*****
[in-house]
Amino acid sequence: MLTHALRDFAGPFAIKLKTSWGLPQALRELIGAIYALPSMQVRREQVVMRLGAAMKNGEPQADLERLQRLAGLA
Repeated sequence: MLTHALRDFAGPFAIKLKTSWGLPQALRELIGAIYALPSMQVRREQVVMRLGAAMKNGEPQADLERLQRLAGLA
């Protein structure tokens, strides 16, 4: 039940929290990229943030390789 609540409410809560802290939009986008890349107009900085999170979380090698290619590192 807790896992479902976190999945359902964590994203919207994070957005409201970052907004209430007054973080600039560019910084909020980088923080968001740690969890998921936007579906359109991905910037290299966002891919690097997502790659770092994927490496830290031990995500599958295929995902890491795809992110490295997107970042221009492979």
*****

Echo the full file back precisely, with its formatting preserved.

[in-house]
Amino acid sequence: MLTHALRDFAGPFAIKLKTSWGLPQALRELIGAIYALPSMQVRREQVVMRLGAAMKNGEPQADLERLQRLAGLA
Repeated sequence: MLTHALRDFAGPFAIKLKTSWGLPQALRELIGAIYALPSMQVRREQVVMRLGAAMKNGEPQADLERLQRLAGLA
């Protein structure tokens, strides 16, 4: 039940929290990229943030390789 609540409410809560802290939009986008890349107009900085999170979380090698290619590192 807790896992479902976190999945359902964590994203919207994070957005409201970052907004209430007054973080600039560019910084909020980088923080968001740690969890998921936007579906359109991905910037290299966002891919690097997502790659770092994927490496830290031990995500599958295929995902890491795809992110490295997107970042221009492979």